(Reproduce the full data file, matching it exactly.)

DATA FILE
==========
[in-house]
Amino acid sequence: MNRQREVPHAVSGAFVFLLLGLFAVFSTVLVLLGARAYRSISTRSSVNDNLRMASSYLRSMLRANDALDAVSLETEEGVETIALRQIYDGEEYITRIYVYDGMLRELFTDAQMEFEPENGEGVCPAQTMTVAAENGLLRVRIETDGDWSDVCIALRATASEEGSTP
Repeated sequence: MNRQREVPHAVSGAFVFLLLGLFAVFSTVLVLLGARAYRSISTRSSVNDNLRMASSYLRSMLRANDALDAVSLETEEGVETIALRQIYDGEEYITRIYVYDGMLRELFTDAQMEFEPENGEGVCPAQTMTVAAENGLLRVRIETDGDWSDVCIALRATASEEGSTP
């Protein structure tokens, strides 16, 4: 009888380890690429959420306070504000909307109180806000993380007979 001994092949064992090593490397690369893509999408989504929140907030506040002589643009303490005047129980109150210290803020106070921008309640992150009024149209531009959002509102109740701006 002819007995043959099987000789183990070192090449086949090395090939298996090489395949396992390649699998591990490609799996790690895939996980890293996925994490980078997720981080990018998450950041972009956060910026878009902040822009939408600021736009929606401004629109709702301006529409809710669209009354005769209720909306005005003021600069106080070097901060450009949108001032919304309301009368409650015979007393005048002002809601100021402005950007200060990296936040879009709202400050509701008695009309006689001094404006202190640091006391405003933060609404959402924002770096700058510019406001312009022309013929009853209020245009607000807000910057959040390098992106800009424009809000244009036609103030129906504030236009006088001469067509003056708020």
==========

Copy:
[in-house]
Amino acid sequence: MNRQREVPHAVSGAFVFLLLGLFAVFSTVLVLLGARAYRSISTRSSVNDNLRMASSYLRSMLRANDALDAVSLETEEGVETIALRQIYDGEEYITRIYVYDGMLRELFTDAQMEFEPENGEGVCPAQTMTVAAENGLLRVRIETDGDWSDVCIALRATASEEGSTP
Repeated sequence: MNRQREVPHAVSGAFVFLLLGLFAVFSTVLVLLGARAYRSISTRSSVNDNLRMASSYLRSMLRANDALDAVSLETEEGVETIALRQIYDGEEYITRIYVYDGMLRELFTDAQMEFEPENGEGVCPAQTMTVAAENGLLRVRIETDGDWSDVCIALRATASEEGSTP
């Protein structure tokens, strides 16, 4: 009888380890690429959420306070504000909307109180806000993380007979 001994092949064992090593490397690369893509999408989504929140907030506040002589643009303490005047129980109150210290803020106070921008309640992150009024149209531009959002509102109740701006 002819007995043959099987000789183990070192090449086949090395090939298996090489395949396992390649699998591990490609799996790690895939996980890293996925994490980078997720981080990018998450950041972009956060910026878009902040822009939408600021736009929606401004629109709702301006529409809710669209009354005769209720909306005005003021600069106080070097901060450009949108001032919304309301009368409650015979007393005048002002809601100021402005950007200060990296936040879009709202400050509701008695009309006689001094404006202190640091006391405003933060609404959402924002770096700058510019406001312009022309013929009853209020245009607000807000910057959040390098992106800009424009809000244009036609103030129906504030236009006088001469067509003056708020």